Site Security

We are all hearing more and more news stories about cyber-security breaches, criminals stealing data, hacking websites, identity theft, etc. The Internet is simply not that safe and it is scary.

That’s why several clients have recently asked me about adding server security (SSL) to their websites. This is the feature some of you may already be familiar with where you see the little ‘s’ in the website URL protocol. That is, instead of the commonly seen ‘http,’ you would see ‘https’ at the start of the web address in the browser. What that little ‘s’ after ‘http’ means is you have a wall between your website files and the Internet. The result is that it is much more difficult for hackers to get into your website files.

To get technical for a moment, an SSL (Secure Sockets Layer) is the standard security technology for establishing an encrypted link between a web server and a browser. This link ensures that all data passed between the web server and browsers remain private. It is not foolproof, but it goes a long way toward protecting sites from cyber attacks.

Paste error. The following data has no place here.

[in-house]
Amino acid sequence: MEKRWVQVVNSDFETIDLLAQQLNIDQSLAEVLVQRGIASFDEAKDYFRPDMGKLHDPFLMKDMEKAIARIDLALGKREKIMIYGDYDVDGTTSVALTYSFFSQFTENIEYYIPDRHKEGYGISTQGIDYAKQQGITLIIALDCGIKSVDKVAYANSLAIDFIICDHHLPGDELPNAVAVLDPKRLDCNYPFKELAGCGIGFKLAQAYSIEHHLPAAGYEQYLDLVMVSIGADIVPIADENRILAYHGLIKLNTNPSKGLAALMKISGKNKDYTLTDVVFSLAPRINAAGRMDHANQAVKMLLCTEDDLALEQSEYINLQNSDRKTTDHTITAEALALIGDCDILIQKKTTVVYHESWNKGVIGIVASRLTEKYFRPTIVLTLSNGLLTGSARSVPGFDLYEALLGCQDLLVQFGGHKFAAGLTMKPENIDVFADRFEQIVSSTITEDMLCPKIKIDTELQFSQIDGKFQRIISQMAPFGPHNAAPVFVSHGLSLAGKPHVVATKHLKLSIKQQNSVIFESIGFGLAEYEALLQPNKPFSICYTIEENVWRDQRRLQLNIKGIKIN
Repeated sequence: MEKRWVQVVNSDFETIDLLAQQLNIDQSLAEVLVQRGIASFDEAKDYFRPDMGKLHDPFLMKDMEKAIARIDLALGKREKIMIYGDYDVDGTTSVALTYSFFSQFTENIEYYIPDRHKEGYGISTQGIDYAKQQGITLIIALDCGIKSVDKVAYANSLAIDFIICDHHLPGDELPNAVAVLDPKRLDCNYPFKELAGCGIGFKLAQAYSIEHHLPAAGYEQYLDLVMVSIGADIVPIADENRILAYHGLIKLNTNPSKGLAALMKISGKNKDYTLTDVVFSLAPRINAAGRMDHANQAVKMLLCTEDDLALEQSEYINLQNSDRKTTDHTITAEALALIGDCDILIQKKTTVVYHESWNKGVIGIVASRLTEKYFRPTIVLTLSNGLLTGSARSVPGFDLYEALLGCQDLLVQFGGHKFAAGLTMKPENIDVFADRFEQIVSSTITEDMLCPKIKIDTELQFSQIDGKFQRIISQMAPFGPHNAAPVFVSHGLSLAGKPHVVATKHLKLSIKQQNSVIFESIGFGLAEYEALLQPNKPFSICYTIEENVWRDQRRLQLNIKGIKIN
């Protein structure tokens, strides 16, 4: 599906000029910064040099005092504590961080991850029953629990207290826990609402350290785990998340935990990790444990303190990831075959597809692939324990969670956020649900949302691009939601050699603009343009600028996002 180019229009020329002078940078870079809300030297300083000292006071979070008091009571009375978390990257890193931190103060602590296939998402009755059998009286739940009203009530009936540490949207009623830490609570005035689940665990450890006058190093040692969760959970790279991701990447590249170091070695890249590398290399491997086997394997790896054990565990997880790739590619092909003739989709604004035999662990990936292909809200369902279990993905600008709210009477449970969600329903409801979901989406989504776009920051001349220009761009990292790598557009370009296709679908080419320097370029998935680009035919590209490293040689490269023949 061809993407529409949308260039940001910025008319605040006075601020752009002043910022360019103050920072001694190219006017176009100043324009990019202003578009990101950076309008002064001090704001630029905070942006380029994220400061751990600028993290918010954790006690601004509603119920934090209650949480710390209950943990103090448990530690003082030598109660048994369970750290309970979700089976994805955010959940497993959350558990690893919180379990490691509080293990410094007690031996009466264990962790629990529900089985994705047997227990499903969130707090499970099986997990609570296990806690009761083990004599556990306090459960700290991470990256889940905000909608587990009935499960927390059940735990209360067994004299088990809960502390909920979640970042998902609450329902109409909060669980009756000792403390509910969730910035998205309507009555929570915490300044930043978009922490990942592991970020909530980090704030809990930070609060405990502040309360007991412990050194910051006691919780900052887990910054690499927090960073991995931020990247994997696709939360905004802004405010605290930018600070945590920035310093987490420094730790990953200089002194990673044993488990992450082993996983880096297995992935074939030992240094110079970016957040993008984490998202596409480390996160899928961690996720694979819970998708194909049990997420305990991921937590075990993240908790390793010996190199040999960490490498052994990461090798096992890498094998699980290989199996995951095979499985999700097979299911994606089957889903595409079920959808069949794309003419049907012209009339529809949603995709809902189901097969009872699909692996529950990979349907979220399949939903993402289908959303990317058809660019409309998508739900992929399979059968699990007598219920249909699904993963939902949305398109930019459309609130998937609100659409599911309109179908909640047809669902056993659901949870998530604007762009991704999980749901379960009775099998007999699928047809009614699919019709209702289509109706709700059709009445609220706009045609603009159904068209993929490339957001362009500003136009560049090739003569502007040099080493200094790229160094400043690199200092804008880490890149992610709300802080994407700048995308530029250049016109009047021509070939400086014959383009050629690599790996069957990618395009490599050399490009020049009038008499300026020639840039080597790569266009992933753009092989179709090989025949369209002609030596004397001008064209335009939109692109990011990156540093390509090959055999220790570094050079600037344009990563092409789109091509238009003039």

This level of security is especially important for anyone conducting financial transactions of any kind over the Internet. For example if you have a form for your customers to register for a class and pay for it online, you are conducting a financial transaction in cyberspace. But even simple text forms are at risk. Transmission of any data on an unsecured site (names, addresses, phone numbers, etc.) can be stolen. SSL encrypts the data, so thieves can’t use it. Almost all large vendors selling almost anything online or collecting text data online now use a secure server. And lately, we are seeing smaller sites add this feature as well.

Another important reason to add that little ‘s’ is we know that Google will start flagging interactive sites without an SSL certificate, as soon as the end of 2017. Visitors going to such sites from Google can expect to see a message in the URL bar that says ‘Not Secure.’ Also, Google will likely accord more value and thus a higher search ranking to sites that have this security feature.

An SSL certificate is not free. Depending on the site and the hosting company, they can cost from $50-to-$150 per year. And for larger, more complex sites, they can be as much as $600/yr. But for most of my clients, the cost will be under $100 annually. Although not an absolute requirement for everyone (at least not yet), we recommend that all our clients make this change, if they have not already done so. Just call or write us and we’ll take care of it for you.